Published March 13, 2012 by Delacorte Books for Young Readers
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It all begins with a stupid question:
Are you a Global Vagabond?
No, but 18-year-old Bria Sandoval wants to be. In a quest for independence, her neglected art, and no-strings-attached hookups, she signs up for a guided tour of Central America—the wrong one. Middle-aged tourists with fanny packs are hardly the key to self-rediscovery. When Bria meets Rowan, devoted backpacker and dive instructor, and his outspokenly humanitarian sister Starling, she seizes the chance to ditch her group and join them off the beaten path.
Bria's a good girl trying to go bad. Rowan's a bad boy trying to stay good. As they travel across a panorama of Mayan villages, remote Belizean islands, and hostels plagued with jungle beasties, they discover what they've got in common: both seek to leave behind the old versions of themselves. And the secret to escaping the past, Rowan’s found, is to keep moving forward.
But Bria comes to realize she can't run forever, no matter what Rowan says. If she ever wants the courage to fall for someone worthwhile, she has to start looking back.
Kirsten Hubbard lends her artistry to this ultimate backpacker novel, weaving her drawings into the text. Her career as a travel writer and her experiences as a real-life vagabond backpacking Central America are deeply seeded in this inspiring story.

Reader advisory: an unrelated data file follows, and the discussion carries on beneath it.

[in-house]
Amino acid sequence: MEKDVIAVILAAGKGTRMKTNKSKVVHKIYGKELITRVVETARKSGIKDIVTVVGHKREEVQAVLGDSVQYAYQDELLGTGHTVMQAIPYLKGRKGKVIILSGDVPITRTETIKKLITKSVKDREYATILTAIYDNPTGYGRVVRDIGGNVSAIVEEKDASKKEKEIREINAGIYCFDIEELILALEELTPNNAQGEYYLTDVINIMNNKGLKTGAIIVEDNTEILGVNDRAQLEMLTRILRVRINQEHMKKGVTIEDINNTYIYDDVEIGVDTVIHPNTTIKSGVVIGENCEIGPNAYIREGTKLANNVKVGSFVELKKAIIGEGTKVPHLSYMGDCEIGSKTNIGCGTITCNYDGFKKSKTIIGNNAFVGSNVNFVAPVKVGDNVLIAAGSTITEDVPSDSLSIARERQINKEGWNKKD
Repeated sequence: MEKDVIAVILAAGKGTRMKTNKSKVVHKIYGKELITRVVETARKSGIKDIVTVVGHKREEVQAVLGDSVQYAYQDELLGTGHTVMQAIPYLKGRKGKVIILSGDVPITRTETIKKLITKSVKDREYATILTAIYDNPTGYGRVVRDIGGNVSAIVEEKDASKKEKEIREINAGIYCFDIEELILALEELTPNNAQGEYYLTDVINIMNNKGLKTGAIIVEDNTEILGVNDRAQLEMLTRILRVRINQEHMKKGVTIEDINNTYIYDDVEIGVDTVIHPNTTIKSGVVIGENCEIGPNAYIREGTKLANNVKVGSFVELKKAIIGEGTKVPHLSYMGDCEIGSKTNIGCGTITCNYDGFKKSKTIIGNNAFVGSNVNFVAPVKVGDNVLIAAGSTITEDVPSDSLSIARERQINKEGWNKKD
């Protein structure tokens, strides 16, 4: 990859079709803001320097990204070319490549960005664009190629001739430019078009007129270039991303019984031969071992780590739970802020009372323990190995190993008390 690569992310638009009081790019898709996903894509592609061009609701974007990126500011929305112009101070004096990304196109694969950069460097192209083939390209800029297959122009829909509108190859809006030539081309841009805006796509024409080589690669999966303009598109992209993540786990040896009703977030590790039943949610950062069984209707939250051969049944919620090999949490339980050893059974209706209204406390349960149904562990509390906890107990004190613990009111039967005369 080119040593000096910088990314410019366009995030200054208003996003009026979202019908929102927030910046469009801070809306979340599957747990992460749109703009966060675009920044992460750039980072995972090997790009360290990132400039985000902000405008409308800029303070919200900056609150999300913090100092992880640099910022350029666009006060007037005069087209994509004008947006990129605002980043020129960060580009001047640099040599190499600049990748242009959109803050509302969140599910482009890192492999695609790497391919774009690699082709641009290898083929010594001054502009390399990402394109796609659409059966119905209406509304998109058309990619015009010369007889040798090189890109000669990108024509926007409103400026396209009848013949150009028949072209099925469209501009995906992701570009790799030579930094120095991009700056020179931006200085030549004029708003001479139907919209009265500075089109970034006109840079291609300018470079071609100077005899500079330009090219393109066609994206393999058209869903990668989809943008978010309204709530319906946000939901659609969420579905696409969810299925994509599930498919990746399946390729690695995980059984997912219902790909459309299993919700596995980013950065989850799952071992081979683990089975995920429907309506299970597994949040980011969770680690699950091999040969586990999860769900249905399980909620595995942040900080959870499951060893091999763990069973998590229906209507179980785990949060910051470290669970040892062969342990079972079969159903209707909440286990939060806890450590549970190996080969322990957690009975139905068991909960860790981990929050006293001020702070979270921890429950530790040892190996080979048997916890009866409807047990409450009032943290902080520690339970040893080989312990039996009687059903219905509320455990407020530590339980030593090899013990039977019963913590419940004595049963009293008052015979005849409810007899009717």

Wanderlove was actually difficult for me to rate. While there were aspects that I absolutely loved, there were others that fell flat for me, and others that flat out didn’t work.
I attempted to read this book numerous times before I actually managed to push myself into it. I would make it to the 15% mark, put it down, uninterested. 20%, put it down, uninterested. The beginning simply did not catch my attention, and for this reason, I’m actually tempted to give it a lower rating. However, on my third or fourth attempt I found myself unable to put it down.
I loved the characters and the settings. Hubbard does a fantastic job with making these characters feel authentic, and likeable. Rowan had a little bit of swoon factor, and Bria was an artist, which I am a sucker for. I loved their growth throughout the story. The drawings throughout the story added an extra layer that sets this book apart from most contemporary novels that I have read, and it made it that much more enjoyable. The settings are vivid and left me feeling like America was inadequate, and suddenly I was aching to travel. To see something beyond these borders.
The romance was fun for me, though I didn’t see the tension that a lot of people have raved about. I thought a lot of the build-up in regards to Rowan and Bria’s secrets were pointless, as the “reveals” were pretty anti-climatic. Maybe I’m just not easily shocked, or maybe I should just chalk this up as another thing that makes the story realistic. But I thought they would be more intense, and there are things Rowan and Bria never end up sharing with each other. With Bria, this was tolerable because at least we knew, but we didn’t see many of Rowan’s secrets. One of them was key to the story and to Rowan’s attitude, but we never find out the story behind it. This is probably my only *real* let down with Wanderlove.
Overall, Wanderlove is an engrossing read that will leave you aching to see the world. I would recommend it.